There are some amazing events on tap all over the world, all the time. Here’s a taste of what you can see and do in January:

  • Celebrate the coming of a new year and the oldest folk festival in the U.S. at the Philadelphia Mummers Parade (January 1). Local clubs take to the streets to compete in one of four categories: comics, fancies, string bands, and fancy brigades in the City of Brotherly Love’s take on a British Isles tradition.
  • Ring in a second new year at Cape Town‘s longest-running street party, the Cape Minstrel Carnival (January 2). The annual festival features music and dance, and culminates with a parade of colorfully garbed minstrels.
  • You don’t have to be an Aussie to commemorate Australia Day (January 26) in Sydney Harbour. Join in on a group swim, watch the parade of ships sail by with flags flying in the 178th Australia Day regatta, and more at this family-friendly event–at an even friendlier price (free). 

    Australia Day celebrations in Sydney Harbour (Photograph by Phillie Casablanca, Flickr)

    Australia Day celebrations in Sydney Harbour (Photograph by Phillie Casablanca, Flickr)

  • Experience winter, French-Canadian style at the Carnaval de Quebec (January 31-February 16), the largest winter carnival in the world. Snow sculptures, a parade, and dogsled races are only a fraction of the fun you can expect during this truly bucket-list worthy event.
  • If you’re looking for the ultimate après-ski extravaganza, toast the winter season at Wintersköl (January 9-12) in Aspen, Colorado. The four-day Nordic celebration, now in its 63rd year, includes a snow sculpture competition, live music, and fireworks.
  • Feel the beat at Glasgow‘s annual folk, roots, and world music festival, Celtic Connections (January 16-February 2) as more than 2,000 artists come together to celebrate Celtic music and how it has found form in other cultures across the globe.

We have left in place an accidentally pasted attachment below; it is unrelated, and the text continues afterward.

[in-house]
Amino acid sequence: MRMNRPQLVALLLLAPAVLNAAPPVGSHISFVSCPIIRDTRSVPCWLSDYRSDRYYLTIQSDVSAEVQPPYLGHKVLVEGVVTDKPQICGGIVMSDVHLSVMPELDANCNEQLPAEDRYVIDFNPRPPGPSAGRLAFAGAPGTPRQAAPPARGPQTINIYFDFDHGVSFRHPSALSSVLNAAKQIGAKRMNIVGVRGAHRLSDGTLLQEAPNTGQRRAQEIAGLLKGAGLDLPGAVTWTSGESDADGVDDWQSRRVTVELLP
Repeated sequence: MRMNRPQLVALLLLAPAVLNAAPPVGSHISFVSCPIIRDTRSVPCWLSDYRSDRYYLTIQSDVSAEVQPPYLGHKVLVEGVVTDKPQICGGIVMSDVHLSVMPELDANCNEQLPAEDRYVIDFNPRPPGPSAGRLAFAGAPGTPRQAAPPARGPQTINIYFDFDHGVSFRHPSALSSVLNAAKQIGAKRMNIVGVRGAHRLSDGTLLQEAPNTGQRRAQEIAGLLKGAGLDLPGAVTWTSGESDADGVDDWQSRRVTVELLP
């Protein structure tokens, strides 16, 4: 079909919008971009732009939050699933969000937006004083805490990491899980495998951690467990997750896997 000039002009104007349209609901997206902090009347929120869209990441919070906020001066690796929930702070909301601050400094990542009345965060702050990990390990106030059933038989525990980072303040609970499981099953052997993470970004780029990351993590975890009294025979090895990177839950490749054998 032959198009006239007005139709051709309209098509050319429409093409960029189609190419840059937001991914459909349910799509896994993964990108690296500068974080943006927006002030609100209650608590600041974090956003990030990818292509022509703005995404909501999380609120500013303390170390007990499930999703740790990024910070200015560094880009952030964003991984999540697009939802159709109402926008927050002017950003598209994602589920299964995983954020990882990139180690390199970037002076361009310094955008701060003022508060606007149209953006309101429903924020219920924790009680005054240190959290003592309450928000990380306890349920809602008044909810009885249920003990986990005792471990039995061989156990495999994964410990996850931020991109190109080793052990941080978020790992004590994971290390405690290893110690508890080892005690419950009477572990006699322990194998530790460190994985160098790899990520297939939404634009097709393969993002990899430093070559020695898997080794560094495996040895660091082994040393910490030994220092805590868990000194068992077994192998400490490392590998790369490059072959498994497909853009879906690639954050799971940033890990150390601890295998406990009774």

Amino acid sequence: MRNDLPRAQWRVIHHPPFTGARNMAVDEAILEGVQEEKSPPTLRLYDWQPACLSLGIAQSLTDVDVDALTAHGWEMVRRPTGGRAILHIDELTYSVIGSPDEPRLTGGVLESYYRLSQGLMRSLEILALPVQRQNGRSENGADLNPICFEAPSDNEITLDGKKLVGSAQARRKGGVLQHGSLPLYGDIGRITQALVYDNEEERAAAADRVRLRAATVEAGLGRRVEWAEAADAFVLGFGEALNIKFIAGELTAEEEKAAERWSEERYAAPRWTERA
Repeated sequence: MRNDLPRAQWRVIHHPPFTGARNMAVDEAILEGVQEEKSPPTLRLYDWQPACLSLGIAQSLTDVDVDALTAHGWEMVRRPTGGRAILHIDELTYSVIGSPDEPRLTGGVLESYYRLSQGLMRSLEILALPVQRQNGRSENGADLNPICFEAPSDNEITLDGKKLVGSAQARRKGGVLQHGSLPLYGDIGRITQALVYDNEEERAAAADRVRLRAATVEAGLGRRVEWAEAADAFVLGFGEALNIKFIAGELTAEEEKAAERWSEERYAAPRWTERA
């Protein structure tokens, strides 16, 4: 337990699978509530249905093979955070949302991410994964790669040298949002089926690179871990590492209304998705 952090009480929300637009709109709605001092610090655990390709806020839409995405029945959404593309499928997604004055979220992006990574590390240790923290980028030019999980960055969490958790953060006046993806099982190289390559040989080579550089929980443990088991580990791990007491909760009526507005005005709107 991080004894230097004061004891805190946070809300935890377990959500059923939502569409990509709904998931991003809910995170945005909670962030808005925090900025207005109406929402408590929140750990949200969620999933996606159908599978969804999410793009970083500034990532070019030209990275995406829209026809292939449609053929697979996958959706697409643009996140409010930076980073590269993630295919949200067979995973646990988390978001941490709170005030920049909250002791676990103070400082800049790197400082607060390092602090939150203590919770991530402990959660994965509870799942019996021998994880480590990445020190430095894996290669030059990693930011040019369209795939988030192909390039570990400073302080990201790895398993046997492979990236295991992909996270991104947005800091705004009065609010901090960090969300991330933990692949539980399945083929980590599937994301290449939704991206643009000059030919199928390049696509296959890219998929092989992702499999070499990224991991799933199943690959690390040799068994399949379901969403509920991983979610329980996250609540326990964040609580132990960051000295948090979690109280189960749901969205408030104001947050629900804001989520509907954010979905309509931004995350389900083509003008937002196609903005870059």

• Witness the melding of traditions at the Ati-Atihan Festival (January 10-19), the “mother of all festivals in the Philippines.” Locals clothed in traditional tribal costumes vie for attention–and prizes–in a festive parade through the streets of Kalibo on Panay Island. The music and dancing seem to never end–in the best way possible.
  • Every year, thousands of luminaries, ingenues, and cinephiles converge on Park City, Utah for ten days of movie magic at the Sundance Film Festival (January 16-26). Why not join them? With 200 independent film screenings across all genres there’s something for everyone. 
  • Embrace cultural differences of all kinds and admire Pre-Columbian artistry at the annual Carnaval de Negros y Blancos (December 28-January 6) in Pasto, Colombia. But don’t wear white: Festival-goers mark the occasion with brightly colored face paint and talcum powder that seem to find their way onto everything and everyone in spraying distance. 
  • It’s a bird, it’s a plane, it’s a…kite! Train your gaze skyward during the Kite Festival Jaipur (January 14-16) as thousands of brightly colored kites hover over Rajasthan’s capital city. The festival, which coincides with the Hindu harvest festival, Makar Sankranti, features food and craft stalls, cultural performances, and special night displays of illuminated kites. 

What would you add to the list? Let us know what we’re missing by leaving a comment.

Comments

  1. Andrea Glez
    January 2, 3:32 am

    The “Carnaval de Blancos y Negros” in Colombia is A M A Z I N G, you can’t imagine how beautiful can be the handcrafts made for this people and how enjoyable and fun is joining the crowds… A carnival full of colors, full of culture and art… Don’t miss it!!! you wont regret it and will get memories for the rest of your lifetime.

  2. Ken Rodriguez Taarup
    Cebu City, PH
    January 11, 3:47 am

    Don’t forget the Sinulog Festival in Cebu City, Philippines. Last year, 3 million people celebrated the festivity. It’s a week-long celebration and the main event is held every 3rd Sunday of January. It’s one of the biggest (and the most upbeat) festivals in the Philippines.